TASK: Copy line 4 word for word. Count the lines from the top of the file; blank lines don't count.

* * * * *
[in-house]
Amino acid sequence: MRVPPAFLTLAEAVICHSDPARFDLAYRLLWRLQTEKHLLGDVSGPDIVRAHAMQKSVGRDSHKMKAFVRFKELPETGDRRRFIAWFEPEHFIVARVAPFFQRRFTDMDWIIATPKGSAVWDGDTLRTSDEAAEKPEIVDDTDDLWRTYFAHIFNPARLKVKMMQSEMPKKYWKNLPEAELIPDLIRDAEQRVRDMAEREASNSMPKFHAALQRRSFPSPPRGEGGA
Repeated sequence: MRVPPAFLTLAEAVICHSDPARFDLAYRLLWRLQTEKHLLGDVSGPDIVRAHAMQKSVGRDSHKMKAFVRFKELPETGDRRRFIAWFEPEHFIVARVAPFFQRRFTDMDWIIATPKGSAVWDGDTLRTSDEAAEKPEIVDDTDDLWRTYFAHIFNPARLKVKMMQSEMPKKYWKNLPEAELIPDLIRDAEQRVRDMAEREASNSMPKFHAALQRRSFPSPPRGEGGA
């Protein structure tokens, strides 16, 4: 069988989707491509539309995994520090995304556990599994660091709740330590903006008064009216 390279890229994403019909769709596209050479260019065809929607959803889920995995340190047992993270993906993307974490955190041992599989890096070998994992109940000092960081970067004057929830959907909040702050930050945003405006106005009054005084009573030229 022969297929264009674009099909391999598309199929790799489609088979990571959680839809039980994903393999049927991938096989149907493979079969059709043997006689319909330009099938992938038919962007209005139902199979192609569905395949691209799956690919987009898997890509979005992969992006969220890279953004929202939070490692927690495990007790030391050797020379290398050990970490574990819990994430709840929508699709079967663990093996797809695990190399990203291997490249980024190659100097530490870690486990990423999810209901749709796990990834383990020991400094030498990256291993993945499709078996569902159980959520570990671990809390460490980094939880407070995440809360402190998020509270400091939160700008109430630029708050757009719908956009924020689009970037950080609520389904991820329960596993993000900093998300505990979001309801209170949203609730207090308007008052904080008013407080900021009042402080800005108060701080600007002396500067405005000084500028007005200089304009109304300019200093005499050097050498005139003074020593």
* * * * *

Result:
């Protein structure tokens, strides 16, 4: 069988989707491509539309995994520090995304556990599994660091709740330590903006008064009216 390279890229994403019909769709596209050479260019065809929607959803889920995995340190047992993270993906993307974490955190041992599989890096070998994992109940000092960081970067004057929830959907909040702050930050945003405006106005009054005084009573030229 022969297929264009674009099909391999598309199929790799489609088979990571959680839809039980994903393999049927991938096989149907493979079969059709043997006689319909330009099938992938038919962007209005139902199979192609569905395949691209799956690919987009898997890509979005992969992006969220890279953004929202939070490692927690495990007790030391050797020379290398050990970490574990819990994430709840929508699709079967663990093996797809695990190399990203291997490249980024190659100097530490870690486990990423999810209901749709796990990834383990020991400094030498990256291993993945499709078996569902159980959520570990671990809390460490980094939880407070995440809360402190998020509270400091939160700008109430630029708050757009719908956009924020689009970037950080609520389904991820329960596993993000900093998300505990979001309801209170949203609730207090308007008052904080008013407080900021009042402080800005108060701080600007002396500067405005000084500028007005200089304009109304300019200093005499050097050498005139003074020593």